FinCEN Extends Money Laundering Prevention Effort

March 20, 2018

The Financial Crimes Enforcement Network (FinCEN) renewed for an additional six months an existing Geographic Targeting Order (GTO) that requires U.S. title insurance companies—along with their subsidiaries and agents—to identify the individuals behind companies used to conduct high-end, all-cash real estate transactions in certain major jurisdictions.

The new GTO runs through Sept. 16. The previous GTO expired March 20. This is the third time FinCEN has broadened and/or extended the GTO. In September, FinCEN revised the GTOs to capture a broader range of transactions, including those involving wire transfers. The order also included transactions above $3 million conducted in the city and county of Honolulu, Hawaii. FinCEN previously issued an advisory that provides information on how to detect and report these transactions to FinCEN.

FinCEN originally ordered GTOs in September 2016 requiring certain underwriters to identify and report the true “beneficial owner” behind a legal entity involved in certain high-end deals in Manhattan and Miami-Dade County. A beneficial owner is an individual or entity who directly or indirectly owns 25 percent or more of the equity interest in the legal entity. FinCEN provides the information to law enforcement investigators as part of FinCEN’s database.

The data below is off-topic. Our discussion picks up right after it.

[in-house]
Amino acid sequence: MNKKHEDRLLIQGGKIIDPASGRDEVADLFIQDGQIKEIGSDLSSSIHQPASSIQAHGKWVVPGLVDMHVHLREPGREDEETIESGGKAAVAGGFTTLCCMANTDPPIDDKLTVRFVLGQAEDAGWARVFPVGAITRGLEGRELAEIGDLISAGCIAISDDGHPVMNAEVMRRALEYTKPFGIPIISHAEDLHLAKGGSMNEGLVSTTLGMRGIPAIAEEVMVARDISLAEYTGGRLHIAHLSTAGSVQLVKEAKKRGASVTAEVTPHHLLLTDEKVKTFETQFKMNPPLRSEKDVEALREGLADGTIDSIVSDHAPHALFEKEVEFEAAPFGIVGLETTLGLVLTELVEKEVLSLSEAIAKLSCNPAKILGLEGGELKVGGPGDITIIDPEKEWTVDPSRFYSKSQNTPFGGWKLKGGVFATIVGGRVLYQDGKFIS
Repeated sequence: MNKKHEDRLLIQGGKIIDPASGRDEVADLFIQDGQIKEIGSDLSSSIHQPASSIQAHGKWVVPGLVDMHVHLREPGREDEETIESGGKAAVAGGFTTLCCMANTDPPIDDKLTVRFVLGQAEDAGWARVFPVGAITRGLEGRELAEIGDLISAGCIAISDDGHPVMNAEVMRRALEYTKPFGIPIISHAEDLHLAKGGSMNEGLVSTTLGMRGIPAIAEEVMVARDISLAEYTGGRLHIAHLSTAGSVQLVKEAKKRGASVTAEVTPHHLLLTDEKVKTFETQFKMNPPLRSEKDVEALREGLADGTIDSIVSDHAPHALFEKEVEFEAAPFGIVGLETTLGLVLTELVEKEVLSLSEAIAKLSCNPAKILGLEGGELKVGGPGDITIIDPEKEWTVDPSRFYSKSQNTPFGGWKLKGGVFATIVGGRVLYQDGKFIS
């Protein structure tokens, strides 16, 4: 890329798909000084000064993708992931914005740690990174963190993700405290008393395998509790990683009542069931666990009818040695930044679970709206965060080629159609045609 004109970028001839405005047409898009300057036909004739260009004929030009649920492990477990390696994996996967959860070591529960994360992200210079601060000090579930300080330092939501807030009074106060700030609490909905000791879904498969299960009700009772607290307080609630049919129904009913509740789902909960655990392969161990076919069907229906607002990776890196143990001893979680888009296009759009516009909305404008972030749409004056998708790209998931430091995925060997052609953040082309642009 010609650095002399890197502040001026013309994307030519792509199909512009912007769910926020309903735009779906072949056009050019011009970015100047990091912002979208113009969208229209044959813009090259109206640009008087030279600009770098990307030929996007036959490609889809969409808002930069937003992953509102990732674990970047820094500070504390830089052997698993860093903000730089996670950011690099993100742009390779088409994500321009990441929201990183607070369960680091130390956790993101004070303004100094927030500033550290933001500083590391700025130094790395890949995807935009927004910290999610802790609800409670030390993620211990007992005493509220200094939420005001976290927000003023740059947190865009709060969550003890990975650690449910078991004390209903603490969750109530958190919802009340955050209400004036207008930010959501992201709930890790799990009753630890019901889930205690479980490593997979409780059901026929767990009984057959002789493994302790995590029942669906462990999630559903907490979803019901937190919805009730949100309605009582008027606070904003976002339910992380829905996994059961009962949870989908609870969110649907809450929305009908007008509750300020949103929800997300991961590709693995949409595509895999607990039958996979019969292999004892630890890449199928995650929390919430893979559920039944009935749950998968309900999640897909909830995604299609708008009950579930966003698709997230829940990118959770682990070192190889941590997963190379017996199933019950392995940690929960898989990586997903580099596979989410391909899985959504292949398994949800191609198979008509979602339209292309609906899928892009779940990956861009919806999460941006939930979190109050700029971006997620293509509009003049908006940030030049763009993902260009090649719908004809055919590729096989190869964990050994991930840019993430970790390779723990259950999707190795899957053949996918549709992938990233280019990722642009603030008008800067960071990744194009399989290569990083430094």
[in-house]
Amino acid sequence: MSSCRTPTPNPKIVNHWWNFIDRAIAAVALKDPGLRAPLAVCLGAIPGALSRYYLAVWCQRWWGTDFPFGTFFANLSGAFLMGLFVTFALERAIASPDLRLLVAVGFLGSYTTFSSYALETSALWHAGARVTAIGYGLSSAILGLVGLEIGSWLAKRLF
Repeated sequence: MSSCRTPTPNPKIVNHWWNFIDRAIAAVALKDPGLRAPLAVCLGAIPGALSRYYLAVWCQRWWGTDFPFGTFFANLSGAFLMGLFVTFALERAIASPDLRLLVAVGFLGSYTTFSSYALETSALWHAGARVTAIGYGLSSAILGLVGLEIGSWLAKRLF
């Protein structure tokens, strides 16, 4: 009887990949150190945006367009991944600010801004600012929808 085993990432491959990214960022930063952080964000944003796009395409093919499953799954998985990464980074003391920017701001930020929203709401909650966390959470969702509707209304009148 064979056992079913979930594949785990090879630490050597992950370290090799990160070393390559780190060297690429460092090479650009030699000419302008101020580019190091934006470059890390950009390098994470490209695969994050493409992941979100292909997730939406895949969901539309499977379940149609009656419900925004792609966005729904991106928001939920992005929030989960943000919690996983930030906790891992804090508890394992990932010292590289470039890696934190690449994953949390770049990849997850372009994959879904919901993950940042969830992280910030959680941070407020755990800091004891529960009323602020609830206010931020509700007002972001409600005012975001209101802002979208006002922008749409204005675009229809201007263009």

The extended GTO includes these areas and price thresholds:

  • Borough of Manhattan, N.Y.; $3 million
  • Borough of Brooklyn, Queens and Bronx, N.Y.; $1.5 million
  • Miami-Dade, Broward and Palm Beach counties, Florida; $1 million
  • Los Angeles, San Francisco, San Mateo, Santa Clara and San Diego counties, California; $2 million
  • City and County of Honolulu; $3 million
  • Bexar County, Texas (San Antonio); $500,000

A currency transaction report must be filed with FinCEN if these things occur:

  • Location (deal occurs in one of the areas included in the GTOs)
  • All-cash deal (no financing)
  • Purchase price exceeds threshold determined for each covered jurisdiction
  • There’s a corporate buyer
  • Purchase price paid via monetary instrument or wire transfer

The report must include:

  • Information about the identity of the individual primarily responsible for representing the buyer. The title company must obtain a record of the individual’s driver’s license, passport of other similar identification
  • Date of closing of the covered transaction
  • Total amount transferred in the form of a monetary instrument
  • Total purchase price of the covered transaction
  • Address of real property involved

If the purchase involved in the covered transaction is a limited liability company, the underwriter must provide the name, address and taxpayer identification number of all its members. Additionally, covered title companies must retain all records relating to compliance with the order for five years, store the records so they are accessible with a reasonable period of time and make the data available to FinCEN or other law enforcement or regulatory agency, upon request. Under the Bank Secrecy Act, covered businesses must retain all records relating to compliance with the GTOs for at least five years from the last day that the GTOs are effective (including any renewals).

ALTA has developed several tools to help members comply with the order, including:

Contact ALTA at 202-296-3671 or